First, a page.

y grandmother always used to tell me that an ounce of prevention is worth a pound of cure. Boy, was she right when it comes to self-prepared or handwritten wills. Many years ago, I handled the estate of a woman who lived a very modest lifestyle prior to her death. She spent her whole life saving her money. She handwrote her own will, leaving her entire estate of approximately $700,000 to numerous charities. I don’t know whether she was attempting to save on attorneys’ fees or if she was simply unaware of the Larry R. Cox importance of a thorough estate plan. In either case, the result was the same. Her self-prepared will was vague and left many unanswered questions. Lengthy court proceedings were necessary and, as a result, a substantial amount of the money that she intended to go to the charities was spent on court proceedings in an attempt to decipher her intentions. When you have spent a lifetime saving to provide for your family or to donate to your favorite charities, you want to ensure that your assets are prop-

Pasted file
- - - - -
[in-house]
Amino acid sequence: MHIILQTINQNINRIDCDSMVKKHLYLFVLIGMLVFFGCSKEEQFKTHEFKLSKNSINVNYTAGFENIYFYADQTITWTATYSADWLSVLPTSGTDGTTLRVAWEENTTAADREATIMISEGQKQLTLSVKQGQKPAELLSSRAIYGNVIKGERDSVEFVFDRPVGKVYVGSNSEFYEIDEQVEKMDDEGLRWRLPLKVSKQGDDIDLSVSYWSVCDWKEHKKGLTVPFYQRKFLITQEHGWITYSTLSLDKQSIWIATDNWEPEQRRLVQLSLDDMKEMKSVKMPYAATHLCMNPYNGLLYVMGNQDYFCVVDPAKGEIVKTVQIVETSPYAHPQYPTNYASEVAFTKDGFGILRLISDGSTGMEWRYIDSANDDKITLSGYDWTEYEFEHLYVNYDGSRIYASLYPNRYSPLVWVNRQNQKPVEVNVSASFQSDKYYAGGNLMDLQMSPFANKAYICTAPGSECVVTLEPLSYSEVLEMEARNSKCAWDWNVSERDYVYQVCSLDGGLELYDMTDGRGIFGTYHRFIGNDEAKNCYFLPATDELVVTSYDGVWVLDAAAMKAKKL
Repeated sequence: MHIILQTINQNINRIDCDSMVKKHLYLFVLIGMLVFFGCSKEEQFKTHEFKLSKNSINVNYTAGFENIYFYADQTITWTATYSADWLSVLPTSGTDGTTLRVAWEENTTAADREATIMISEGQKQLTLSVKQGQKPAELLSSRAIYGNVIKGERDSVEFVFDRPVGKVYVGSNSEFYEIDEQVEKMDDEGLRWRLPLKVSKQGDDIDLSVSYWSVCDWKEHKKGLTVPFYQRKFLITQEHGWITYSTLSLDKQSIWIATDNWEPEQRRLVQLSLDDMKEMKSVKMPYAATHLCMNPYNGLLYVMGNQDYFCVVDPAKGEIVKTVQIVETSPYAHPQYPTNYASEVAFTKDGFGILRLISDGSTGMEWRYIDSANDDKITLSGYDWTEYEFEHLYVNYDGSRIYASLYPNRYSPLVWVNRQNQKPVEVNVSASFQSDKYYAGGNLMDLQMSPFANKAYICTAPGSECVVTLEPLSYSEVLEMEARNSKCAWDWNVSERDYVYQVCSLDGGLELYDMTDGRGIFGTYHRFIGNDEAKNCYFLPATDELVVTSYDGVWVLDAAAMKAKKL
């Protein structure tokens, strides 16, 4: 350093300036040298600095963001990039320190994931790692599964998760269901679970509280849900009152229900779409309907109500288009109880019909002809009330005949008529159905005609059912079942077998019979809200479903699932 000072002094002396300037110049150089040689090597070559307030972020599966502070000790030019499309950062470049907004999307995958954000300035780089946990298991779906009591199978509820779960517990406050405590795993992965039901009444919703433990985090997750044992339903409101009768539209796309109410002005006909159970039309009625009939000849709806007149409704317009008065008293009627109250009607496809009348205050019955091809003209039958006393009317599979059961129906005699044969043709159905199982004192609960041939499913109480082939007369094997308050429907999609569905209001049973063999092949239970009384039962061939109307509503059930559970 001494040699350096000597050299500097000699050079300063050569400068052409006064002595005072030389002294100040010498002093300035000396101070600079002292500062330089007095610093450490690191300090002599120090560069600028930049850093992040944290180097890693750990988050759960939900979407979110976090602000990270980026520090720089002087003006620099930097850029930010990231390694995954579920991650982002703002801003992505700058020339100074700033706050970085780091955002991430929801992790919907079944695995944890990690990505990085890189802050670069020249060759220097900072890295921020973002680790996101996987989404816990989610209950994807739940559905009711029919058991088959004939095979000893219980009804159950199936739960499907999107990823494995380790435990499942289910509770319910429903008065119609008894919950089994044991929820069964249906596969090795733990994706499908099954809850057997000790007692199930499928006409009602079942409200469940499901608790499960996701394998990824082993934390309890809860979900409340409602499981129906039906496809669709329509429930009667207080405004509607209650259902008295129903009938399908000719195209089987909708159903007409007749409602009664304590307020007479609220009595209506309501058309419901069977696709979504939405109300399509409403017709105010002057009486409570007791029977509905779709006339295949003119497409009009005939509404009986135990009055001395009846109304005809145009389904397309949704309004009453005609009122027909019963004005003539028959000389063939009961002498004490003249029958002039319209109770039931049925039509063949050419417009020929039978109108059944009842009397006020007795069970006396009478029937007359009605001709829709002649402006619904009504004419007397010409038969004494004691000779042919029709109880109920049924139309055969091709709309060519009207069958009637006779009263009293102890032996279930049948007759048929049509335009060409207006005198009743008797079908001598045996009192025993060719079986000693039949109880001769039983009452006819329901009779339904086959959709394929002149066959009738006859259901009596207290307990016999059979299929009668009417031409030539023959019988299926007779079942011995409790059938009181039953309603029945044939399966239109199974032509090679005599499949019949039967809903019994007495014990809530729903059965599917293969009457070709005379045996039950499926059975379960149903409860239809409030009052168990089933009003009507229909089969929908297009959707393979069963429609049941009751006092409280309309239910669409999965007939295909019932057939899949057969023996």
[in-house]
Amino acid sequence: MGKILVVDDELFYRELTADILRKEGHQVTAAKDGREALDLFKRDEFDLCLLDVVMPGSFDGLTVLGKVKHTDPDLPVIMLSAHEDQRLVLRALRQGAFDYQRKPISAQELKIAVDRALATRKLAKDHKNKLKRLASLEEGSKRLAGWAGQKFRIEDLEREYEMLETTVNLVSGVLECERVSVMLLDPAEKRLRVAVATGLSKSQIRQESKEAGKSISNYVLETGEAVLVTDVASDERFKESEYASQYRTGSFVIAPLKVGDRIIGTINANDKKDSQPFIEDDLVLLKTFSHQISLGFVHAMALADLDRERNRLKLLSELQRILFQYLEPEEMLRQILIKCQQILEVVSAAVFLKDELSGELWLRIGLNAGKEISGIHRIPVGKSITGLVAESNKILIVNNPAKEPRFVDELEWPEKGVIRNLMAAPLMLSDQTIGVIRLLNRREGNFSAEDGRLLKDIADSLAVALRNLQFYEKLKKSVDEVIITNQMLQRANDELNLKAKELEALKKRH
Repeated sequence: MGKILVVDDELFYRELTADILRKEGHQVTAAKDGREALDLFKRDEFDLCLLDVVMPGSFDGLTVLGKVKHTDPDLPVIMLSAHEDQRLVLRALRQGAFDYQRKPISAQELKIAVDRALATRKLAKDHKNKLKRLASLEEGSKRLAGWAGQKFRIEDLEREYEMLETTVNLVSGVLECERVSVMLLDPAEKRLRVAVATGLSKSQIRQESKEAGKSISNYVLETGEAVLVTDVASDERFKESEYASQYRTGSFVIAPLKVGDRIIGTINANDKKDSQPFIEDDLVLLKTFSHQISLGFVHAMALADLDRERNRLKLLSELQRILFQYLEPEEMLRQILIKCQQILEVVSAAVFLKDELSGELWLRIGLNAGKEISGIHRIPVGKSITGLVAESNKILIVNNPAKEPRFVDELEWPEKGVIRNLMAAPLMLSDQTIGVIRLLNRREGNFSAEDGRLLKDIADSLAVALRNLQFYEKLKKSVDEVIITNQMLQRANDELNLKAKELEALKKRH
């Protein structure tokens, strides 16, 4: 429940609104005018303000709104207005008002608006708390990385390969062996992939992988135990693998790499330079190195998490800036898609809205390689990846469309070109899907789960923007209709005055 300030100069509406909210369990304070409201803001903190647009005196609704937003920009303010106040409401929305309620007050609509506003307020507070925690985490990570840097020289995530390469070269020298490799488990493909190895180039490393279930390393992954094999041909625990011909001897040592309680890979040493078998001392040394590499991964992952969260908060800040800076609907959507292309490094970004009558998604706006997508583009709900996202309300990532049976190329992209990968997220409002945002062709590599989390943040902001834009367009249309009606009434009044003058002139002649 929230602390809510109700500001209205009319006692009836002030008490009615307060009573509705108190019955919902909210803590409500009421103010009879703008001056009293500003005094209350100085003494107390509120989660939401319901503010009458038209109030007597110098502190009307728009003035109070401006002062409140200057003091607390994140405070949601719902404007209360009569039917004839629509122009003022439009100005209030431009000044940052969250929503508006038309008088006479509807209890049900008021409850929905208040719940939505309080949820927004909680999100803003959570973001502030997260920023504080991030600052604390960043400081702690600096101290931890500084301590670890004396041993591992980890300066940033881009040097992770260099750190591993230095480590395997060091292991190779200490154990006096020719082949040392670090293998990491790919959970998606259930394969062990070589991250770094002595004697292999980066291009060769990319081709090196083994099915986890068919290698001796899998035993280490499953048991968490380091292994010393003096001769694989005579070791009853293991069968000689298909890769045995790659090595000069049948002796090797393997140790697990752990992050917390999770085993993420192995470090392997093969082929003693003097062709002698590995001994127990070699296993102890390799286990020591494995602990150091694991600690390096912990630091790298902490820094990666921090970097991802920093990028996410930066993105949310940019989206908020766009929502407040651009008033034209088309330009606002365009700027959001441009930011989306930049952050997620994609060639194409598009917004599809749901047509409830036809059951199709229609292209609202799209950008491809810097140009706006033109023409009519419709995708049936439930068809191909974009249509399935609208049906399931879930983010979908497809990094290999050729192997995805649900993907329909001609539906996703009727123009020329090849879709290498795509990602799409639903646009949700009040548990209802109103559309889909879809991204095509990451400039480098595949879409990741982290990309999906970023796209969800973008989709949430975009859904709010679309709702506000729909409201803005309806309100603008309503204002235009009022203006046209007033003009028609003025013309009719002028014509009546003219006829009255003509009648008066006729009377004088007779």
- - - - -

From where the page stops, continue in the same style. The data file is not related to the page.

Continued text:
erly distributed to your beneficiaries. While your intended beneficiaries still typically receive your property, even if you pass without a comprehensive estate plan, the distribution may not follow your actual intentions. Furthermore, some of your assets may become unnecessarily tied up in probate, delaying your beneficiaries’ ability to enjoy the legacy you leave for them. The laws of distribution when there is not an enforceable will can lead to unfortunate results. Widows may end up owning their family home with stepchildren who force them to move out and sell, or the surviving child of an unmarried couple, who has lived together for decades but remain unmarried because of social security laws, could lose their home to the heirs of the first to die. The potential pitfalls are not only numerous, but dramatic. California’s Probate Code controls the disposition of property not covered by a valid will. This can include cases where there is no will, cases in which a will is incomplete and does not address all the property in the estate or, in the case of my philanthropic client, when the will is invalid. Here is what generally happens when you pass without an enforceable estate plan: A surviving spouse or domestic partner is entitled to all of the deceased’s non-community property if the person had no surviving parents, siblings,